Four Easy to Keep New Year’s Resolutions

Four Easy to Keep New Year’s Resolutions

Anthony J. Enea

Anthony J. Enea

December 19, 2019 11:54 AM

We are fast approaching that time of year when many of us feel compelled to make resolutions that are often very difficult to keep. The most common are to exercise more, eat healthier and lose weight. While admirable, they are sadly often doomed for failure (trust me, I know!).

Contrary to the above, the four resolutions stated below are easy to keep and will help ensure your estate and elder law planning needs are in good order for years to come:

1.) If you have executed a Durable Power of Attorney, take it out of the drawer and review it. Check to see if the individual you have appointed as the agent is still the person you wish to handle your financial affairs if you are no longer able to do so. Is your named agent still in good health and someone you have confidence in? Confirm that you have selected an alternate agent in the event the primary agent can no longer act.

Review the Power of Attorney to determine if the agent is given broad powers to handle your affairs. For example, does he or she have unlimited gifting powers? Does the agent have the ability to create and fund an irrevocable and/or revocable trust, transfer assets to said trust as well as your spouse and other loved ones without any limitations?

The most frequently occurring problem with a standard short form Durable Power of Attorney is the lack of broad gifting powers. This prevents the agent from making transfers to protect the assets of a principal who is incapacitated and unable to handle his or her own financial affairs. If the Power of Attorney lacks the needed gifting powers, the incapacitated person’s family may need to commence a guardianship proceeding with the Court to obtain authority to make the necessary transfer. It is an expensive and time-consuming procedure. If you have not executed a Durable Power of Attorney with very broad powers, I suggest you consider doing so.

2.) Be proactive with respect to ensuring that you have taken all appropriate steps to protect your life savings from the cost of long-term care. Unfortunately, the cost of long-term care has well surpassed estate taxes as the number one factor resulting in the dissipation of assets being available to be passed to one’s spouse, children and grandchildren for the vast majority of Americans. With the Federal and New York estate tax exemptions being relatively high ($11.4 million per person Federally and $5.74 million in New York for 2019), they are of little concern to more than 99 percent of Americans. However, the exorbitant cost of long-term care, whether it be a nursing home or at home, is both a real and impactful expense.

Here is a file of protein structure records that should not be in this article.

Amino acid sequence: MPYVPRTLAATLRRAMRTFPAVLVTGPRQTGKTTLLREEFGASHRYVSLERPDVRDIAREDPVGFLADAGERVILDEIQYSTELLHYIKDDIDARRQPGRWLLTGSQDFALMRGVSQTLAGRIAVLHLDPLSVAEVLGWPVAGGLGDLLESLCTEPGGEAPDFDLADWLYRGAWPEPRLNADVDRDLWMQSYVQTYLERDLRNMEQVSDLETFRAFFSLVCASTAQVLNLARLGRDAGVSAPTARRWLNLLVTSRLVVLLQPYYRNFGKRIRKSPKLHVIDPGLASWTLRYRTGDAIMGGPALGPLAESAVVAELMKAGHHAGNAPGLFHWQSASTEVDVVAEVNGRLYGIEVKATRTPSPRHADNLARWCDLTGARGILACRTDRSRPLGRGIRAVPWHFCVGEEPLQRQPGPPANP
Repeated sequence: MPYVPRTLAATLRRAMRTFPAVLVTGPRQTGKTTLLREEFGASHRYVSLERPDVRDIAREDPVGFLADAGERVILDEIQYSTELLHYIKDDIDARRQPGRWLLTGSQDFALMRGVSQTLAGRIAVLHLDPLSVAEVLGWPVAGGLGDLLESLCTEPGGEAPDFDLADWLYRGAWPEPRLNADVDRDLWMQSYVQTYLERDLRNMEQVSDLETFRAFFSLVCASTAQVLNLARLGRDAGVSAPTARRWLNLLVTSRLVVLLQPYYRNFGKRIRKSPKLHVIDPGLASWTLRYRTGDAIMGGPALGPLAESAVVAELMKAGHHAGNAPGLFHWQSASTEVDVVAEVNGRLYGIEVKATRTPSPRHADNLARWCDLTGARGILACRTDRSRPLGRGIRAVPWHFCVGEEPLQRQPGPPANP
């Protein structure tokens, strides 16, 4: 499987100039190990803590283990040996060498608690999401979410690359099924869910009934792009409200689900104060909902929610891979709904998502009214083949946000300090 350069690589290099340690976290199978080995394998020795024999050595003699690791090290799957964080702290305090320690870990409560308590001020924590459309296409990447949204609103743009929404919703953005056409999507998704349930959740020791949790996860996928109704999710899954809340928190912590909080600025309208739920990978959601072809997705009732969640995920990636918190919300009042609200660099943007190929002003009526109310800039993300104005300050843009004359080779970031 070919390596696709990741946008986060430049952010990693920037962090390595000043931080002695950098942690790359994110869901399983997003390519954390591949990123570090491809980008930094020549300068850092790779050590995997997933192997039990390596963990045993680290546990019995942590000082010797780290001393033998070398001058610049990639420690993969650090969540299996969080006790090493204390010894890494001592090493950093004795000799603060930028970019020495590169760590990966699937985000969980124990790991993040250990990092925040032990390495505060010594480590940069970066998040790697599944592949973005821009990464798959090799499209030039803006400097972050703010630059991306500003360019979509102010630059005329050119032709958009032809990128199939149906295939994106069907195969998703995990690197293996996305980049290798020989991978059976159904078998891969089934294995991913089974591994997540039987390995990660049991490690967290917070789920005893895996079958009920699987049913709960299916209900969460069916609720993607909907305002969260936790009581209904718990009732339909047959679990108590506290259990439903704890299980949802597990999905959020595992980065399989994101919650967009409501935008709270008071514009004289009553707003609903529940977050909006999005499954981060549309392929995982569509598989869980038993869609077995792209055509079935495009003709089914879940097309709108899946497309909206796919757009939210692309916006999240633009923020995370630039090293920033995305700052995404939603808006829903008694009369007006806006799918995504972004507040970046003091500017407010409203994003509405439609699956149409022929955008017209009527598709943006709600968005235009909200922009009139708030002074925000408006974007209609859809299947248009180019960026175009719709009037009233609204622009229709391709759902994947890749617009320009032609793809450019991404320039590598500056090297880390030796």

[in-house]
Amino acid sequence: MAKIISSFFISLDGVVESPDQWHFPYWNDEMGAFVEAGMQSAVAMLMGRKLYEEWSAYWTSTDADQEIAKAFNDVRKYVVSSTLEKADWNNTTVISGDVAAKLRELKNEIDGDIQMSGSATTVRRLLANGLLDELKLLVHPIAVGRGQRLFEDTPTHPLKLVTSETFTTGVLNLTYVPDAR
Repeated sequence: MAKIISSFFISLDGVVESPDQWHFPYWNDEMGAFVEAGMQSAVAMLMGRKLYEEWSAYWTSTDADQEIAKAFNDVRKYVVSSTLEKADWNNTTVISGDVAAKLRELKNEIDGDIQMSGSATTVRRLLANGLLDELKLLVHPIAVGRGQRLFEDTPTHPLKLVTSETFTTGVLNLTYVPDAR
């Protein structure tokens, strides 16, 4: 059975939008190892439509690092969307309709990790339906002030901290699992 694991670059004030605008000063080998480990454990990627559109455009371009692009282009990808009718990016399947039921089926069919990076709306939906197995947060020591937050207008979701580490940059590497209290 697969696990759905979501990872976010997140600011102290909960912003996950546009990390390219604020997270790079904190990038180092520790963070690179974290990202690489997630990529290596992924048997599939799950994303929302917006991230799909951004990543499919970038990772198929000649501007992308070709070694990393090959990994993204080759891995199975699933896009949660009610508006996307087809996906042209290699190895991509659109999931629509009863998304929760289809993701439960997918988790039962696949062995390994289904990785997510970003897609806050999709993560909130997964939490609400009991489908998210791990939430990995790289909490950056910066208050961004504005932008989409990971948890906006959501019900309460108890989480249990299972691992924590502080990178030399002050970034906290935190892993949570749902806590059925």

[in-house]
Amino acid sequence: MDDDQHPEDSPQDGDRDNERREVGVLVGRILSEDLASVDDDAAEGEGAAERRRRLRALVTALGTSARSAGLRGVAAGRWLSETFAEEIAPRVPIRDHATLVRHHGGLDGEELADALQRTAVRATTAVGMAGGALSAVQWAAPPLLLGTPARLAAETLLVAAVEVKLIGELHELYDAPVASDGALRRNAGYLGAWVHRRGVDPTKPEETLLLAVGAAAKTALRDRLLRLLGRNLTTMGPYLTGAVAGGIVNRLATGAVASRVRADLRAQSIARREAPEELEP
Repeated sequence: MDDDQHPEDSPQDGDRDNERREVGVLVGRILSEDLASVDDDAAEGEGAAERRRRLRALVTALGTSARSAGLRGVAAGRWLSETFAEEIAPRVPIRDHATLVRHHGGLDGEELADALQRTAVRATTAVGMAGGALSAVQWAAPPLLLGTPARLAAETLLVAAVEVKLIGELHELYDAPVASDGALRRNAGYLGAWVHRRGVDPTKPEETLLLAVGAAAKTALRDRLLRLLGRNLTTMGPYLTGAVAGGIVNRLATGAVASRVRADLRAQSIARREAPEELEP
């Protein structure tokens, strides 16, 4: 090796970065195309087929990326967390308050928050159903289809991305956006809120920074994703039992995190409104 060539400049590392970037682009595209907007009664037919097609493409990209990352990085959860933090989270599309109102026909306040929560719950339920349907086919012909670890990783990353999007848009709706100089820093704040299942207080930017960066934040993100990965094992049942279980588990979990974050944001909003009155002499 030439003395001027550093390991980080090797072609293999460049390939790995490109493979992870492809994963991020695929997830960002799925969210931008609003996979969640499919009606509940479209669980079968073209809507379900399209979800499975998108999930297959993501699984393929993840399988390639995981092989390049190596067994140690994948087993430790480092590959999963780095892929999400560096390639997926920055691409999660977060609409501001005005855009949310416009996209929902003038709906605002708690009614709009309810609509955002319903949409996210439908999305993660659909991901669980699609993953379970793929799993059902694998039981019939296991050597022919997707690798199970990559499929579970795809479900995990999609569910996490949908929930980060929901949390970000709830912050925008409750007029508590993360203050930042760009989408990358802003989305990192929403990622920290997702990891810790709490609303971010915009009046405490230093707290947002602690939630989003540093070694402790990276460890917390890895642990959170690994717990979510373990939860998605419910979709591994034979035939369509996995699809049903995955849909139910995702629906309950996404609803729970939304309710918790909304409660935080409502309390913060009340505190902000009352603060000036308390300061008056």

Whether it be considering the purchase of long-term care insurance or creating a Medicaid Asset Protection Trust to protect one’s house and other non-IRA assets, taking the steps to learn about said options is a lot easier than going to the gym five times per week and not eating any carbs. They will generally not take more than one phone call; and one or two meetings with an experienced elder law attorney.

3.) Review any Last Wills and/or Trusts you have executed so as to determine that the beneficiary(ies), executors and trustee(s) named therein are still in consistent with your wishes and that they are still able to perform the duties of an executor and/or trustee.

It is also not unusual for one to have had a falling out with the person previously named as a beneficiary and/or executor in one’s Last Will. If your relationship has changed, you may wish to consider changing your Last Will.

Additionally, as one’s family grows, the possibility exists that a child and/or grandchild may have developed a disability. If the possibility exists that said disabled or incapacitated child/grandchild will inherit under the term of your Last Will and/or Trust, it may be prudent to consider having said beneficiary’s share held in a Special Needs Trust for him or her. This would help ensure that the amount inherited by the disabled person does not disqualify them from eligibility for any federal and/or state programs to which they might be entitled.

4.) Last but not least, review your health care proxy to ensure that you have a named agent and an alternate agent. All too often the proxy is erroneously executed with two named agents, which is not legally permitted in New York.

It is also important that your agent specifically knows what your wishes are regarding your health care and end of life decision making in the event you are no longer able to make these decisions. Have a candid conversation with your health care agent as to whether or not you wish to be placed on life support and the conditions that need to be present in doing so or not doing so.

The above stated resolutions can be easily accomplished in a relatively short period of time – a handful of hours at the most. While I urge you to consider healthy eating and exercise, a healthy estate plan is also important to your peace of mind.

Anthony J. Enea, Esq. is the managing member of Enea, Scanlan & Sirignano, LLP with offices in White Plains and Somers, NY. Mr. Enea is chair of the New York State Bar Association’s Senior Lawyers Section. He was named Best Lawyers’ 2019 Trusts and Estates “Lawyer of the Year” in White Plains and Westchester County’s Leading Elder Care Attorney at the Above the Bar Awards.

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